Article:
We spend the evening yo-yoing from stage to stage and from artwork to artwork, seeking out hidden installations and engaging with representatives of nearly all the 15 nationalities at Wakana Reunion this year, a mix that’s consciously chosen. Attendees of last year’s first instalment were automatically welcomed back (hence the ‘Reunion’), receiving a secret code to input online. Everyone else had to pass a test through the Wakana website or be invited by an attendee of the previous year. Luis and Julia pose the questions online: ‘What makes you curious about Wakana?’ ‘Tell us something beautiful and something you want to share with the others.’ They hand-pick the candidates individually based on their responses and their nationalities so to ensure a wide array of intercontinental values. ‘‘We are all friends of friends, and we are growing like a little family,” Julia says, going on to explain that Wakana avoids elitism by being one of the cheapest festivals in Europe. “My mother always told me that diamonds are precious stones that can only be shaped with another diamond,” she says. “For us, our family are diamonds. They should be together and we should all shine.”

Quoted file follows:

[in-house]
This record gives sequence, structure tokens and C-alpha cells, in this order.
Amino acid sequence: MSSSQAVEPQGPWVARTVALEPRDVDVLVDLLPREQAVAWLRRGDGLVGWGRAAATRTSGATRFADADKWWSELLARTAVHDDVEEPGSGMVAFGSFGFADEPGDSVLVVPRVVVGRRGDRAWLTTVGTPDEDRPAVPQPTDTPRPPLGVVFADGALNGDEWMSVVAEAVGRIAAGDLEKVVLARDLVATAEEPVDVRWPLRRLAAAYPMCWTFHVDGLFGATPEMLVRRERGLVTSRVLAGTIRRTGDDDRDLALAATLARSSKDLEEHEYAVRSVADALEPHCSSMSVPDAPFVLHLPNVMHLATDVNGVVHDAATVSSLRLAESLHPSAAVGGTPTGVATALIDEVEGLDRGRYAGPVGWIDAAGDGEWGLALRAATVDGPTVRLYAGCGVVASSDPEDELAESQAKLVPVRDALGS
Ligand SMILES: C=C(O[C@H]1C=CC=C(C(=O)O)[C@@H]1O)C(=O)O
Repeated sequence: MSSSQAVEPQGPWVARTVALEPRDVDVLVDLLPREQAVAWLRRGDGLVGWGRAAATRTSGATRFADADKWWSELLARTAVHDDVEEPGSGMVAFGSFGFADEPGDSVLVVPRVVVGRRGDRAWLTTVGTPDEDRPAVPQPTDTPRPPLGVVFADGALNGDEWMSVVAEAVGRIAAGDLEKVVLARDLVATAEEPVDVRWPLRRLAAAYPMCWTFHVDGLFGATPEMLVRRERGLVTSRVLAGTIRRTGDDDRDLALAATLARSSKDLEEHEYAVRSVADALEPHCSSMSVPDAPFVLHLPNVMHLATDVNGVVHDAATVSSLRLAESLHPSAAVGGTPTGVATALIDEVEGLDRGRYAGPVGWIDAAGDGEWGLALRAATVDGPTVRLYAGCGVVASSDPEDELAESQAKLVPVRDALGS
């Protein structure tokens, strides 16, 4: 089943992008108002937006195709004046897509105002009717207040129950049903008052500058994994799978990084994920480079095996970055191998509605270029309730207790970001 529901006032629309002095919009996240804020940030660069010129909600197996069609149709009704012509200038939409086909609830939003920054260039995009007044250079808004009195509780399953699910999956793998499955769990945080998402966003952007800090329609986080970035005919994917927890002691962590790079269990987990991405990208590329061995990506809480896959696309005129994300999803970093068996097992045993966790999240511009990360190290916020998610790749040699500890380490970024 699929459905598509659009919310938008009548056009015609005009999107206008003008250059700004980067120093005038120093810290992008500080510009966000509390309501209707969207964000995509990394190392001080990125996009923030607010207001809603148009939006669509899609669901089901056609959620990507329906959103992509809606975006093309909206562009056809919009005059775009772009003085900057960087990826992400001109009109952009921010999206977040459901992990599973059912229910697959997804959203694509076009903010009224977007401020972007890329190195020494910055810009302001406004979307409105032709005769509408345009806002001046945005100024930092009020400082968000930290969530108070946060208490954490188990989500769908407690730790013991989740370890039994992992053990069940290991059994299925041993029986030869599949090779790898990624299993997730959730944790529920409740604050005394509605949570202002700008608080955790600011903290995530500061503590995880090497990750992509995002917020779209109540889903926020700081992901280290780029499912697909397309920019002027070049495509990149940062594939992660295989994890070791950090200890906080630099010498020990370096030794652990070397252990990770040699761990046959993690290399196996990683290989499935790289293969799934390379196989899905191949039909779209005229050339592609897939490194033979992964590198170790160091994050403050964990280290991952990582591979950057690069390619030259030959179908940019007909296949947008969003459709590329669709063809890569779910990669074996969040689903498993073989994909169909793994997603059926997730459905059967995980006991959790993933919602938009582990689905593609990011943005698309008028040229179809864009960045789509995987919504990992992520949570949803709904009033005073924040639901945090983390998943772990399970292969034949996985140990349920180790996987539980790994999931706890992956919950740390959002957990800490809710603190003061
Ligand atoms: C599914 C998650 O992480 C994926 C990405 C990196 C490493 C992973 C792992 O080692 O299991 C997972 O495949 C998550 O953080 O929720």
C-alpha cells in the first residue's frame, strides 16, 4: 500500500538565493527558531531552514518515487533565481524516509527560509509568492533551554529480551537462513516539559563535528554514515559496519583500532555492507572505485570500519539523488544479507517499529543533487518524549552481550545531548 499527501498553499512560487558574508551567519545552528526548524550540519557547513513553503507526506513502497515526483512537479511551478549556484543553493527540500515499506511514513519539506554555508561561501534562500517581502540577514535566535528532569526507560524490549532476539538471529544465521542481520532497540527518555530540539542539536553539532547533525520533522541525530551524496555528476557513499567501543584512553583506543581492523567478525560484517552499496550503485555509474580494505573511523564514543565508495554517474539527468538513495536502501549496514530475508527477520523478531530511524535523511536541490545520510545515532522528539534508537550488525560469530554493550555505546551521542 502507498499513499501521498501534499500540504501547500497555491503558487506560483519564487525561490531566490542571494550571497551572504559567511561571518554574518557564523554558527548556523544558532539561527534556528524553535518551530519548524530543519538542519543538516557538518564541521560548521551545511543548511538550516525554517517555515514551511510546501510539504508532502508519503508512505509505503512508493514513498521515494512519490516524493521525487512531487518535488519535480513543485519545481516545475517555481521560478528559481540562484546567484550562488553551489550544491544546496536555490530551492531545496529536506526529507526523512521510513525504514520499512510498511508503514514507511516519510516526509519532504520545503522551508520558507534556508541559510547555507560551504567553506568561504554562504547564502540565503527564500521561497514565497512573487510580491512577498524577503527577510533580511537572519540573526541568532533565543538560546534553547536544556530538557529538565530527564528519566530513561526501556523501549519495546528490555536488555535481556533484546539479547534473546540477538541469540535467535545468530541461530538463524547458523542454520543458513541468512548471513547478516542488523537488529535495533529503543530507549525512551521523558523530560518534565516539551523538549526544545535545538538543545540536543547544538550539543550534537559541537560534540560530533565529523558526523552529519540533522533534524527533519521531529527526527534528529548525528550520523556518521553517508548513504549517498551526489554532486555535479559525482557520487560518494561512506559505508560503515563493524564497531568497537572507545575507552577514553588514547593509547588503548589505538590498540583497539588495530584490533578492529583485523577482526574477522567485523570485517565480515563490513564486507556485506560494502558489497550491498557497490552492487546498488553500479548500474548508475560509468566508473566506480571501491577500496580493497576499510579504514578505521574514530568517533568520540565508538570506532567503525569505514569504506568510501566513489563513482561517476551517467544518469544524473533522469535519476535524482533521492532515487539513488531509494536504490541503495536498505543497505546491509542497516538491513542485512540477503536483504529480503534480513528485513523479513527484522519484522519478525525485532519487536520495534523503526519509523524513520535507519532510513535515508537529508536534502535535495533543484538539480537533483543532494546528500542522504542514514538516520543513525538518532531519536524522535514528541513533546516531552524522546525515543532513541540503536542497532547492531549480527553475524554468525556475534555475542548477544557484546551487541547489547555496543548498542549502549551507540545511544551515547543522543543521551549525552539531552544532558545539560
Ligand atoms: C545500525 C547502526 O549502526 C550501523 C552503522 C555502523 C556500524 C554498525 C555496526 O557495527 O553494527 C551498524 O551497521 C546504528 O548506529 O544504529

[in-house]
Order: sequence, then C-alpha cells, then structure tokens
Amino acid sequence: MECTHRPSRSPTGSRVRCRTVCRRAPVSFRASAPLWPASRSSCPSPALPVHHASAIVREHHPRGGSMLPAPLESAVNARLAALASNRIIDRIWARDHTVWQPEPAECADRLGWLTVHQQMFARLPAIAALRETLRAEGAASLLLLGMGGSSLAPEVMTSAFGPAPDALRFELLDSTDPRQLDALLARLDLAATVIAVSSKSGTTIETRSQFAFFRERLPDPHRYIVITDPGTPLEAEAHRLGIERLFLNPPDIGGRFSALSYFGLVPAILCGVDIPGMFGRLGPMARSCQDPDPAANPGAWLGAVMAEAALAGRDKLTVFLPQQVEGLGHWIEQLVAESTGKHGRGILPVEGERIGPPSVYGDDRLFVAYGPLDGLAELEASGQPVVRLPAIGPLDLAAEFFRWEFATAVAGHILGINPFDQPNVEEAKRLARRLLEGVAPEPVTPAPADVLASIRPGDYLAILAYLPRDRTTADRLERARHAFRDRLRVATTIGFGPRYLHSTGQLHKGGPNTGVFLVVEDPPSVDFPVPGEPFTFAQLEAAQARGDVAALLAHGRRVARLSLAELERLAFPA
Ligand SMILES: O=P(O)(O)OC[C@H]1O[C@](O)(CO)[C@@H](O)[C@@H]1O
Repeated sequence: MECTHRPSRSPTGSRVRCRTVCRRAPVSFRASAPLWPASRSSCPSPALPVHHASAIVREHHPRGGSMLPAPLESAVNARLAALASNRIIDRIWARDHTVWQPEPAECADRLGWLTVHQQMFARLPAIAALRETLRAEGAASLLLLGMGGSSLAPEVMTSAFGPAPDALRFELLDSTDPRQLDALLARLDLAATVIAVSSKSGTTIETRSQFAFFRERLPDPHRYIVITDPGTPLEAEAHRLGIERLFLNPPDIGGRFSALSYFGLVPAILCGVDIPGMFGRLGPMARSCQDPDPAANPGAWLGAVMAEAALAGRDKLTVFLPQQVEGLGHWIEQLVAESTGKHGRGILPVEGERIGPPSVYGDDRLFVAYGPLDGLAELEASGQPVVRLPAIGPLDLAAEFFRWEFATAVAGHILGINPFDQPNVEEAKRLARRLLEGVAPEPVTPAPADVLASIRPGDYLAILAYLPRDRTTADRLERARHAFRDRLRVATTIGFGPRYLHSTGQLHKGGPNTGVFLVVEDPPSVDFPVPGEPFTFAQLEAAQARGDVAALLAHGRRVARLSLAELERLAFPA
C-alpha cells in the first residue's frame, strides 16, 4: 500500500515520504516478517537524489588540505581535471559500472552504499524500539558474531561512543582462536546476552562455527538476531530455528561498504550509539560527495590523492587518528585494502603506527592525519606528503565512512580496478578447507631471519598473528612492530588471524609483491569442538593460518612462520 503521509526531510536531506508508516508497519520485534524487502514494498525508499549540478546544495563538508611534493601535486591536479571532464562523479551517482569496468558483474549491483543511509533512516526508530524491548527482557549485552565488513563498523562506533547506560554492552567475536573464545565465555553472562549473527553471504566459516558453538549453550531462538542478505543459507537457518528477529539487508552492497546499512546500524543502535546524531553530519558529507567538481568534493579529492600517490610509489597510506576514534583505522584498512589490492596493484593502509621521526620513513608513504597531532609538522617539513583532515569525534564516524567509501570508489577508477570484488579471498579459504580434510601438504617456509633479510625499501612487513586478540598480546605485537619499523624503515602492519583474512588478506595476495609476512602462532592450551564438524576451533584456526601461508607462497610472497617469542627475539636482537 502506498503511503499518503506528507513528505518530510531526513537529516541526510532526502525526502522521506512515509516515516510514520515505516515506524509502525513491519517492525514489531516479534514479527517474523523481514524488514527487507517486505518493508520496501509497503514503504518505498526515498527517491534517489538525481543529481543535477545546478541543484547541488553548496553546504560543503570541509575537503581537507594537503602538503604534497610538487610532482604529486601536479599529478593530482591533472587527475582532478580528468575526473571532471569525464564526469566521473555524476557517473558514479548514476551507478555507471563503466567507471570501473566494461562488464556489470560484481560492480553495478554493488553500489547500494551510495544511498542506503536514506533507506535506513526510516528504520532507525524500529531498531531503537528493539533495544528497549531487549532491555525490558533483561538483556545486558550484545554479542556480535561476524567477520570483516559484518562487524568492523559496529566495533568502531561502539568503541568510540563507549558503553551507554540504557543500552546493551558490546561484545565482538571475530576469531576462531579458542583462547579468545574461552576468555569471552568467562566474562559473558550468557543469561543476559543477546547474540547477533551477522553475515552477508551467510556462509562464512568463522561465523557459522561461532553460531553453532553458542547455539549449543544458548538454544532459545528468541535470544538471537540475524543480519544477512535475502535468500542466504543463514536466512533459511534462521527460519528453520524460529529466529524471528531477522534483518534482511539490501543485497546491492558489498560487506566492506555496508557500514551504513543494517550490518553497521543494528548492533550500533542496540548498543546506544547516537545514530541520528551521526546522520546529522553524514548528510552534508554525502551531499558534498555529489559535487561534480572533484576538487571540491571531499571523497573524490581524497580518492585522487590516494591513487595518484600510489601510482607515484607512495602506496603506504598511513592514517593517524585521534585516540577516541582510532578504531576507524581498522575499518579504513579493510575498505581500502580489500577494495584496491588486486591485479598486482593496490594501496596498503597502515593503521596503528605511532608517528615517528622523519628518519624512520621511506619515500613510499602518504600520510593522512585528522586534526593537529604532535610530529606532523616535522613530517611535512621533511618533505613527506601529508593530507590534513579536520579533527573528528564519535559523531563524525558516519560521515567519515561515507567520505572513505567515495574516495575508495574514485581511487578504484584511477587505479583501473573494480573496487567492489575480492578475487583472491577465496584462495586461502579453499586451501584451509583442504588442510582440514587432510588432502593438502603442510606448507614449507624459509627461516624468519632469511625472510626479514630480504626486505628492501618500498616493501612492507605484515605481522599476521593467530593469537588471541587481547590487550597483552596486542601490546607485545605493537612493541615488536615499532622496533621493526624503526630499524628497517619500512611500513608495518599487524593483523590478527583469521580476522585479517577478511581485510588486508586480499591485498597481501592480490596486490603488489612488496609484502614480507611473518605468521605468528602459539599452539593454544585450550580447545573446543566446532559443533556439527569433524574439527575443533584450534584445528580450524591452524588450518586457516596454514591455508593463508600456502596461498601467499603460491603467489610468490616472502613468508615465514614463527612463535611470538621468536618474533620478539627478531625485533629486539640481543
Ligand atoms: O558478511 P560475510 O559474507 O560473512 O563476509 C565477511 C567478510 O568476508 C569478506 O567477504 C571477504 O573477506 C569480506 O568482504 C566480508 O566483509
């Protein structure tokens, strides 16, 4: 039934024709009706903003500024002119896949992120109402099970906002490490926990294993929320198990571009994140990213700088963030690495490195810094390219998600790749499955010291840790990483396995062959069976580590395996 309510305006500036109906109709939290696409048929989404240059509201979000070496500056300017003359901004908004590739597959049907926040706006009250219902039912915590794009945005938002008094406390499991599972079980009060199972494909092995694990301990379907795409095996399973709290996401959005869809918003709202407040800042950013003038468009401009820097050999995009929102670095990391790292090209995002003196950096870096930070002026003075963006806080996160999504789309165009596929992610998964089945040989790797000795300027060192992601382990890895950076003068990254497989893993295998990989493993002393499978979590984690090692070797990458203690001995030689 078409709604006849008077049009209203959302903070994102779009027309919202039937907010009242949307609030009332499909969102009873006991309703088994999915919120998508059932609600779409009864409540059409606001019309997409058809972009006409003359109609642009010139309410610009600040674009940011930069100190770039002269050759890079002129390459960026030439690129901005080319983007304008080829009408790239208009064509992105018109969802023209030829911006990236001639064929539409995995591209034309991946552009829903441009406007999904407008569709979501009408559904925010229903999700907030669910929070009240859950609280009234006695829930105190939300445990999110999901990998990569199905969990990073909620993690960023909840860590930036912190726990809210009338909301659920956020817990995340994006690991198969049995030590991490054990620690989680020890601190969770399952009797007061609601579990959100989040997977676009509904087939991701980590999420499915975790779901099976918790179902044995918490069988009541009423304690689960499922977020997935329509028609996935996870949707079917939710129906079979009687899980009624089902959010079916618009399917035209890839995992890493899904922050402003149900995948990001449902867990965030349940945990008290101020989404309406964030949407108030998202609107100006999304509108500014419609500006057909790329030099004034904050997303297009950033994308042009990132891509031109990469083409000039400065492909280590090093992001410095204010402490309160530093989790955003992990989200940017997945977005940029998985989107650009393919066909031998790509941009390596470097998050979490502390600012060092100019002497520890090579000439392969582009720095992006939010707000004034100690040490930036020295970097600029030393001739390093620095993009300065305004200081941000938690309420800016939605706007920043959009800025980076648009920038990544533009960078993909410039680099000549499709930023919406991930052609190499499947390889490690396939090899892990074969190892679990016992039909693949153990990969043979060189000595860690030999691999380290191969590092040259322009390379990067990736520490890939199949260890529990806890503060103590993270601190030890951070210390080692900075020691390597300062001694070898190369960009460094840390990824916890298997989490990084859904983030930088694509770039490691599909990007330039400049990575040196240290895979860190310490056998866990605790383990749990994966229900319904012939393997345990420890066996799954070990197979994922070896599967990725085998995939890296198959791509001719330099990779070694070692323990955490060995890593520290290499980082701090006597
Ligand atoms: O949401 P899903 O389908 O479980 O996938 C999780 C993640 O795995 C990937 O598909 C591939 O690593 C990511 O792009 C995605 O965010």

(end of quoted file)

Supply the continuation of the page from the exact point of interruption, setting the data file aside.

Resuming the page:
The traditional Spanish decorations tucked into the natural surroundings are repurposed from sustainably sourced textile offcuts and crafted, by hand, by children at a local primary school. The site is immaculately clean. Cork tubes complete with lids are provided to those who wish to dispose of cigarette and spliff. We spend much of the night nestled in a blanket under an isolated and dimly illuminated cork oak. Lit by a single solar-powered bulb dangling from its crooked branches, it draws us in like moths to a flame. The distant thuds of Marino Canal b2b Miguel Payda from the Forest Stage mix with the chirping of crickets and the sound of gentle waves, lulling us into a slumber – until we wake, chilled, as temperatures plummet thanks to the moisture of the lake nearby.